At the same time, the musicians themselves had this hunger for heavier and heavier sounds in rock recording. More bass, more distortion, more sheer overwhelming roar from the lowest hz to the highest Khz. So as soon as we could afford to buy our own playback systems, we bought the best we could afford, and we re-listened to everything to hear what we knew we had been missing. And the big rock groups like Zeppelin and Mountain so many others to follow did not fail to bring the roar at all frequencies. And as we got older, we upgraded and upgraded. More, more, more. For all the boomer's obvious faults, hypocrisy, latent conservatism, self-indulgence and self-importance, etc., we could be really serious when it came to music.

                  So moving from mono to stereo was part of all this. As for the mixers and producers, the first notions of "what to do with stereo now that it can be done" were rather primitive. The idea of "recreating a sound stage" did not occur to pop/rock engineers for a good while. The first idea in broad usage - the vocals on one side, the backing musicians on the other - was just a simple extension of the way engineers thought about priorities in music anyway - the big name vocalist was the main thing by far, and then there were a bunch of nameless backup musicians. On stage you put the singer in the spotlight in front, the backup in shadows behind. So separating them left and right was just doing the same thing in the horizontal plane.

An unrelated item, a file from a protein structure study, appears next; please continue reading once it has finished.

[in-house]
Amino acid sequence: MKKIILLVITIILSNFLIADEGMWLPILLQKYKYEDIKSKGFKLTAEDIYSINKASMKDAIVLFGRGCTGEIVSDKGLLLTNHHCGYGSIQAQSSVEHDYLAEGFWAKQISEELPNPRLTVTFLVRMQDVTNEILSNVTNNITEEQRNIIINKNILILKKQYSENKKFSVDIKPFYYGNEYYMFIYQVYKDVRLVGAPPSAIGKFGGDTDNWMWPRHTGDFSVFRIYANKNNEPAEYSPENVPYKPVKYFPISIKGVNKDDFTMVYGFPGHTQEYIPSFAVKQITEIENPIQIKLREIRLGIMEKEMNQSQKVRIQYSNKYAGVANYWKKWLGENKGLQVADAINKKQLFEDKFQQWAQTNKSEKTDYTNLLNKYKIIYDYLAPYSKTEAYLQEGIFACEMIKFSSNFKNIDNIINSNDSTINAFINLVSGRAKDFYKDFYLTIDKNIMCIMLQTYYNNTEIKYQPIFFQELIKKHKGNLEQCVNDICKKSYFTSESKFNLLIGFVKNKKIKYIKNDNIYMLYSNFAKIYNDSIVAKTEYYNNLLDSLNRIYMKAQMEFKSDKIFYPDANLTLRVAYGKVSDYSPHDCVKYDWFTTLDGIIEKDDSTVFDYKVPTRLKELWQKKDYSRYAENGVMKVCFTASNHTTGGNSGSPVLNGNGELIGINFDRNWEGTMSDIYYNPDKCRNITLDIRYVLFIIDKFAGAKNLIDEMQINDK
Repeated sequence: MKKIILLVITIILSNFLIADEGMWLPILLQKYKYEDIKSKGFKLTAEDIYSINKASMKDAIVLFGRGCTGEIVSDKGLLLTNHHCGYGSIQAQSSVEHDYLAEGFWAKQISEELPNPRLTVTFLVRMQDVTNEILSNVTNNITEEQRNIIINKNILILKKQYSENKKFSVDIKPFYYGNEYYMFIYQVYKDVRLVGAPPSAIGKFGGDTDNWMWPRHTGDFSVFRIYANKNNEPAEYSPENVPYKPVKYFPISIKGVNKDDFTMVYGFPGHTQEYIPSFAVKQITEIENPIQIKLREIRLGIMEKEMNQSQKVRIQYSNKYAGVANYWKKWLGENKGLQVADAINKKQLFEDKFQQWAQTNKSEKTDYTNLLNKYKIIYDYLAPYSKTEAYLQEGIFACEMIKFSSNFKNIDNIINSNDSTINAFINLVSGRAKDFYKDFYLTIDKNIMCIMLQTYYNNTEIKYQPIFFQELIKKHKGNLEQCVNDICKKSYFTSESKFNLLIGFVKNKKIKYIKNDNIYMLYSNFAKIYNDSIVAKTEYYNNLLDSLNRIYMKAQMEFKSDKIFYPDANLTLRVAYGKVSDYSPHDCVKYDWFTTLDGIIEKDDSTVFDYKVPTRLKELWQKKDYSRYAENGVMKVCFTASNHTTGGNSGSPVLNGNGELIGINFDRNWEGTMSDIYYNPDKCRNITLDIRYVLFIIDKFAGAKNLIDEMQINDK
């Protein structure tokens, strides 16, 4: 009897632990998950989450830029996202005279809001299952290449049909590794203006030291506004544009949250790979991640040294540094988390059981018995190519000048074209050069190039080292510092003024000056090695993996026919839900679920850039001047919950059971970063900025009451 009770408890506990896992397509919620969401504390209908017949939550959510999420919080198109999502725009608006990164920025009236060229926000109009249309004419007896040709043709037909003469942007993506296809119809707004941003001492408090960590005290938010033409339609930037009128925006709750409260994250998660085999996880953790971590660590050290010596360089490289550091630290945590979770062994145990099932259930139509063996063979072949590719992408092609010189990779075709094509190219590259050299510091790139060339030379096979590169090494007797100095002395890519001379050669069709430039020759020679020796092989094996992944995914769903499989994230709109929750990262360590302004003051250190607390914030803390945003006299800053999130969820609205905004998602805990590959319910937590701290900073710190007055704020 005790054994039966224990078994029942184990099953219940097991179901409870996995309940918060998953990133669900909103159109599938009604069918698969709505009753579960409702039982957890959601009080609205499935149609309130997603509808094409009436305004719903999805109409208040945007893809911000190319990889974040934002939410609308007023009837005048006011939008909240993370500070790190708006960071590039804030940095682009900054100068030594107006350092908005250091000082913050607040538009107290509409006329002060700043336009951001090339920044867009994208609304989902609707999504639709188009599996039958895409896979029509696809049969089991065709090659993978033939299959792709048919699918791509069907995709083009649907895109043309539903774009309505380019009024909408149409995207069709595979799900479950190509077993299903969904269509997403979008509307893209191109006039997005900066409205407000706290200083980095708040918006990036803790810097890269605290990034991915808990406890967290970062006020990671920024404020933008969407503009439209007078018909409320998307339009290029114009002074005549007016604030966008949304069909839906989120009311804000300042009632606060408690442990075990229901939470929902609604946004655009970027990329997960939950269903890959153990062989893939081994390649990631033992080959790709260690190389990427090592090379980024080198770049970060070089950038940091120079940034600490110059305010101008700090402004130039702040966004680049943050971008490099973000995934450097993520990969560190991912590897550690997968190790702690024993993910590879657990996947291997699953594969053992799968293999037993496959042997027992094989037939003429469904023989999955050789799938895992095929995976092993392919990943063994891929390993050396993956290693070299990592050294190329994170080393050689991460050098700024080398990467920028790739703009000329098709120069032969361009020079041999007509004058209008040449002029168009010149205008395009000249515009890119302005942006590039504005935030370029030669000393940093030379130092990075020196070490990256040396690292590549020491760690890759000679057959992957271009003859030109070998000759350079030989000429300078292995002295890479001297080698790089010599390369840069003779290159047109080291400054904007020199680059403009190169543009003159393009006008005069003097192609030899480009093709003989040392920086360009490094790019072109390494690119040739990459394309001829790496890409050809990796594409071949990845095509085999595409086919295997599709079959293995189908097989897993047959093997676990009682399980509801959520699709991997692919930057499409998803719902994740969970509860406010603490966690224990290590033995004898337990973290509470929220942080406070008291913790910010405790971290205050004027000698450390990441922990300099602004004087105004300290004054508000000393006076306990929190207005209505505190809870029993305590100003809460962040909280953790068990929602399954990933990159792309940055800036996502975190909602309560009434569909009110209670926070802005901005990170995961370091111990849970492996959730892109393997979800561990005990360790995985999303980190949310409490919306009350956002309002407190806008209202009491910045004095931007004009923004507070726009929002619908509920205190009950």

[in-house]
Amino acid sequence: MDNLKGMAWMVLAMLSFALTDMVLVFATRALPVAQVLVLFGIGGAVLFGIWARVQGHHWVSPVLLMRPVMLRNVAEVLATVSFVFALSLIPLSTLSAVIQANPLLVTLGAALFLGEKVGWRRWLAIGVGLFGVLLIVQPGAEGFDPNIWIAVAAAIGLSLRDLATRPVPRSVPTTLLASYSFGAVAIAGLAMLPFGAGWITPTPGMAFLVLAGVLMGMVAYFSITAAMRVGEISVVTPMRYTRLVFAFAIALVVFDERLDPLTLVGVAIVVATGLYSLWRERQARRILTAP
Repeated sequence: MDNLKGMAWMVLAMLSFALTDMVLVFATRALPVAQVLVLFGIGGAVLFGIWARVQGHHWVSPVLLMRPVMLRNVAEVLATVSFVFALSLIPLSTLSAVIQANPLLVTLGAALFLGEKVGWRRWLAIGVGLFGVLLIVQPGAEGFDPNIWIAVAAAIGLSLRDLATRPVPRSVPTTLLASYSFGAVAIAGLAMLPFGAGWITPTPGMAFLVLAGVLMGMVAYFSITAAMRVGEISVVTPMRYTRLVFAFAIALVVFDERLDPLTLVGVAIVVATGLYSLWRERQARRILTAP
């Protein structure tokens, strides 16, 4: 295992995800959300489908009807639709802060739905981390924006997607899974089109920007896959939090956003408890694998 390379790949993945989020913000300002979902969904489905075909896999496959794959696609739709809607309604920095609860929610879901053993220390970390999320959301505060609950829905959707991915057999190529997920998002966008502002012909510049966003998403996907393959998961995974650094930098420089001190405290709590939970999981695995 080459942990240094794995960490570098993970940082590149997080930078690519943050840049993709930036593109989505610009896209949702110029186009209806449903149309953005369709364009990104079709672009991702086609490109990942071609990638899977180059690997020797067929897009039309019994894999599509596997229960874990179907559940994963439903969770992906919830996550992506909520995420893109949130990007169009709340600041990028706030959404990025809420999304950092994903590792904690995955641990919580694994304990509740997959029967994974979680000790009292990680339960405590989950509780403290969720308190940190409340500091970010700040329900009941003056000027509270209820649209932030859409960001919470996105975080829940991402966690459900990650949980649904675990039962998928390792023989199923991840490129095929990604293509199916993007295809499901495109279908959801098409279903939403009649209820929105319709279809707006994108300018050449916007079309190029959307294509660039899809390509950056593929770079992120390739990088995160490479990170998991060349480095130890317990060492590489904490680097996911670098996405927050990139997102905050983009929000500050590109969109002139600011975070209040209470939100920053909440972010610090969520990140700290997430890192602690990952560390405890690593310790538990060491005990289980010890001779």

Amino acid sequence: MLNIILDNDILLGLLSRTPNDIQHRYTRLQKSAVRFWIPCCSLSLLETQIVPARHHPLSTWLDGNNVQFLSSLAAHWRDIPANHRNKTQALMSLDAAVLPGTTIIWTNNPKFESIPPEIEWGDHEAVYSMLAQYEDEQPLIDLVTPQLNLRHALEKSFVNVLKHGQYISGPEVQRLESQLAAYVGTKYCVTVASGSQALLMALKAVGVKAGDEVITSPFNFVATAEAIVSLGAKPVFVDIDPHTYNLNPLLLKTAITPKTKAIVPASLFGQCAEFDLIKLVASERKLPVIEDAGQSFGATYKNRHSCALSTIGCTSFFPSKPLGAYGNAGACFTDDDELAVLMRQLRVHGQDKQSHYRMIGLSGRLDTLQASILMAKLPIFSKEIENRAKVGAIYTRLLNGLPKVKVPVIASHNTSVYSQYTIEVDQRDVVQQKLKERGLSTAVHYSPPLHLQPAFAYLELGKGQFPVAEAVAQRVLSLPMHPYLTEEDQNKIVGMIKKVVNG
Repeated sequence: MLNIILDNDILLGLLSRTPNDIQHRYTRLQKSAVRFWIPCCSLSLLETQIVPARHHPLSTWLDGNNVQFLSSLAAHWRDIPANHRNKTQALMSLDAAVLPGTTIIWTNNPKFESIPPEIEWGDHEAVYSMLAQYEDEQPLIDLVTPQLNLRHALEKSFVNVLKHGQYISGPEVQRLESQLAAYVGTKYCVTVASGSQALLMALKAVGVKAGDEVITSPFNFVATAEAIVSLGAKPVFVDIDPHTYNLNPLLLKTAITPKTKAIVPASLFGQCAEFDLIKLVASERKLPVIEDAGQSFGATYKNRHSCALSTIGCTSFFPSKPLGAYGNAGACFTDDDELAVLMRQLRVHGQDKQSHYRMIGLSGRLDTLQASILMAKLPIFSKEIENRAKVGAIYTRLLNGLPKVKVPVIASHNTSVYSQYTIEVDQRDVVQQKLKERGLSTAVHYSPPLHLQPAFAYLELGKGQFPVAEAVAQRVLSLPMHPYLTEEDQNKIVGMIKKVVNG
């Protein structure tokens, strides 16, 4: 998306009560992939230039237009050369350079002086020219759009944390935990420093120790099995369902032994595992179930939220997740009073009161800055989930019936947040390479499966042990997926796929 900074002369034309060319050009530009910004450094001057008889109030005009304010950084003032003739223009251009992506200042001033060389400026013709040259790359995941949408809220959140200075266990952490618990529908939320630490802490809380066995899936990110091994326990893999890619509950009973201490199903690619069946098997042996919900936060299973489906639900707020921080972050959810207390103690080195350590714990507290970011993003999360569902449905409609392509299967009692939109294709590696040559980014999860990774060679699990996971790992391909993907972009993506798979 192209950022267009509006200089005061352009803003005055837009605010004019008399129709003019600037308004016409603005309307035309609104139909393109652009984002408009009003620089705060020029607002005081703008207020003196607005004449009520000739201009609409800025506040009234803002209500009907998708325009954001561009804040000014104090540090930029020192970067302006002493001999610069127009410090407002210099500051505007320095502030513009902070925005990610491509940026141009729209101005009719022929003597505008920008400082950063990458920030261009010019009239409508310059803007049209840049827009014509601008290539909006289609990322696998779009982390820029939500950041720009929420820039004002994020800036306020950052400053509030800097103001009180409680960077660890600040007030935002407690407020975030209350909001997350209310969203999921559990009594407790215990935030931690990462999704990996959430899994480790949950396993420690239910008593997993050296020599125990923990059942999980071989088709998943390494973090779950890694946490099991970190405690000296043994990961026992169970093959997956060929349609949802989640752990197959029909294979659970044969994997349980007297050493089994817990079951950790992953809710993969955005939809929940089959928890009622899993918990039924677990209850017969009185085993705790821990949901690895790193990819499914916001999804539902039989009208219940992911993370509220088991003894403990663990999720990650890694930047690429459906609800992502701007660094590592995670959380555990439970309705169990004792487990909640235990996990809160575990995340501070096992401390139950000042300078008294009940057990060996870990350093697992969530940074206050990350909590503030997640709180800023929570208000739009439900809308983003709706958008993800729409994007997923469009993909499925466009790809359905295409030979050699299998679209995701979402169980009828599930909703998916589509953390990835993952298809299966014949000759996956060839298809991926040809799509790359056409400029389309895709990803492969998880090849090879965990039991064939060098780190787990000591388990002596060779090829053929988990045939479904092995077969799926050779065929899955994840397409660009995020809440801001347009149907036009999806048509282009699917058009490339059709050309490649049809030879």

But the 60s got so experimental. Hey, we can make things whizz from one side to the other! So Hendrix did that - by today's standards, overdid that. But it was a trip at the time. But aside from the tricksy stuff, the strong hi-fi impulse - the desire to hear everything accurately reproduced, I think led to using the stereo field to make things audible in detail. Not a wall of sound any longer, not a banging mid-range blast from a car radio, but a sophisticated orchestration of a full range of sounds, each one deserving some measure of attention on some enthusiast's big stereo component system.

                  From there, and over time, certain conventions developed - the ones we for the most part follow most of the time even now. It's not all that much like a real sound stage to have the bass, kick, and vocal all centered up, with keys and guitars panned to the sides. But it works quite well, and it's now standard. And it serves the hi-fi impulse, which is great in my book, being a boomer.

                  But still, All Right Now on an old mono car speaker, windows down, sunny day, gets the juices flowing.

                  nat





                  Last edited by nat whilk II; 03-03-2017, 02:37 AM.